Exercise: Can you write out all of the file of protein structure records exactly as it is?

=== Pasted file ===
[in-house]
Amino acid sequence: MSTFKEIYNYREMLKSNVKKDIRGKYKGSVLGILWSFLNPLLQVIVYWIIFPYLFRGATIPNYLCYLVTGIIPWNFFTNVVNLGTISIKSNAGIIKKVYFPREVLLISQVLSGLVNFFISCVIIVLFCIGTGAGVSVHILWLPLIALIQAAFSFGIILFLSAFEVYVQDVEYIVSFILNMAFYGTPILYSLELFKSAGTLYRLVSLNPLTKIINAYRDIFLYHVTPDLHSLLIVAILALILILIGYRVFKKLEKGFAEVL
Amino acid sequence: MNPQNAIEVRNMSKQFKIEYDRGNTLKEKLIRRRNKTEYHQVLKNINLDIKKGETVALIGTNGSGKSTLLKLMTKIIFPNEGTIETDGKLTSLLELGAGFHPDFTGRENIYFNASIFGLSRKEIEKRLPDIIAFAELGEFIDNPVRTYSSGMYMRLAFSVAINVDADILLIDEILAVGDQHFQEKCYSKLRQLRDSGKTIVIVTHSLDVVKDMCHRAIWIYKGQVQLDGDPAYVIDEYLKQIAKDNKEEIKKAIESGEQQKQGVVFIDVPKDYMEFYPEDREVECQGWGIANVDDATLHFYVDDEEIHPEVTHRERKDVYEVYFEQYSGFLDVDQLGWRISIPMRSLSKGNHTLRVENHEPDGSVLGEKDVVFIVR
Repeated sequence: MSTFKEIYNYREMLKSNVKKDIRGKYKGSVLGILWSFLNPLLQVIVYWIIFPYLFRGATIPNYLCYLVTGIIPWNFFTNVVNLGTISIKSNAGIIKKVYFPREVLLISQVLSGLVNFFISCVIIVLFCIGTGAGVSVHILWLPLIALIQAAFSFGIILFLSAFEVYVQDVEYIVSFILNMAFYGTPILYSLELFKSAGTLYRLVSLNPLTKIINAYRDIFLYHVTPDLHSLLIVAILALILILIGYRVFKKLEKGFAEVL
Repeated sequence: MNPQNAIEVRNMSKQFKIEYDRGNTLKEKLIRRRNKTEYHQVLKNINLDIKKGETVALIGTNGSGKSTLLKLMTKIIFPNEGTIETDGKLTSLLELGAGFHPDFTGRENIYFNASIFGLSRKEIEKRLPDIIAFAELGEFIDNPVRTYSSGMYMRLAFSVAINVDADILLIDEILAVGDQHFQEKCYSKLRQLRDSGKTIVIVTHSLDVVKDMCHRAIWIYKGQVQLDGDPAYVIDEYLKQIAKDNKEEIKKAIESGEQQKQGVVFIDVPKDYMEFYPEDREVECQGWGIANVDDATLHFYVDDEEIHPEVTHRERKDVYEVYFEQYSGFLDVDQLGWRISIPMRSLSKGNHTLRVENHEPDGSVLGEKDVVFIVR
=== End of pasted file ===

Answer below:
[in-house]
Amino acid sequence: MSTFKEIYNYREMLKSNVKKDIRGKYKGSVLGILWSFLNPLLQVIVYWIIFPYLFRGATIPNYLCYLVTGIIPWNFFTNVVNLGTISIKSNAGIIKKVYFPREVLLISQVLSGLVNFFISCVIIVLFCIGTGAGVSVHILWLPLIALIQAAFSFGIILFLSAFEVYVQDVEYIVSFILNMAFYGTPILYSLELFKSAGTLYRLVSLNPLTKIINAYRDIFLYHVTPDLHSLLIVAILALILILIGYRVFKKLEKGFAEVL
Amino acid sequence: MNPQNAIEVRNMSKQFKIEYDRGNTLKEKLIRRRNKTEYHQVLKNINLDIKKGETVALIGTNGSGKSTLLKLMTKIIFPNEGTIETDGKLTSLLELGAGFHPDFTGRENIYFNASIFGLSRKEIEKRLPDIIAFAELGEFIDNPVRTYSSGMYMRLAFSVAINVDADILLIDEILAVGDQHFQEKCYSKLRQLRDSGKTIVIVTHSLDVVKDMCHRAIWIYKGQVQLDGDPAYVIDEYLKQIAKDNKEEIKKAIESGEQQKQGVVFIDVPKDYMEFYPEDREVECQGWGIANVDDATLHFYVDDEEIHPEVTHRERKDVYEVYFEQYSGFLDVDQLGWRISIPMRSLSKGNHTLRVENHEPDGSVLGEKDVVFIVR
Repeated sequence: MSTFKEIYNYREMLKSNVKKDIRGKYKGSVLGILWSFLNPLLQVIVYWIIFPYLFRGATIPNYLCYLVTGIIPWNFFTNVVNLGTISIKSNAGIIKKVYFPREVLLISQVLSGLVNFFISCVIIVLFCIGTGAGVSVHILWLPLIALIQAAFSFGIILFLSAFEVYVQDVEYIVSFILNMAFYGTPILYSLELFKSAGTLYRLVSLNPLTKIINAYRDIFLYHVTPDLHSLLIVAILALILILIGYRVFKKLEKGFAEVL
Repeated sequence: MNPQNAIEVRNMSKQFKIEYDRGNTLKEKLIRRRNKTEYHQVLKNINLDIKKGETVALIGTNGSGKSTLLKLMTKIIFPNEGTIETDGKLTSLLELGAGFHPDFTGRENIYFNASIFGLSRKEIEKRLPDIIAFAELGEFIDNPVRTYSSGMYMRLAFSVAINVDADILLIDEILAVGDQHFQEKCYSKLRQLRDSGKTIVIVTHSLDVVKDMCHRAIWIYKGQVQLDGDPAYVIDEYLKQIAKDNKEEIKKAIESGEQQKQGVVFIDVPKDYMEFYPEDREVECQGWGIANVDDATLHFYVDDEEIHPEVTHRERKDVYEVYFEQYSGFLDVDQLGWRISIPMRSLSKGNHTLRVENHEPDGSVLGEKDVVFIVR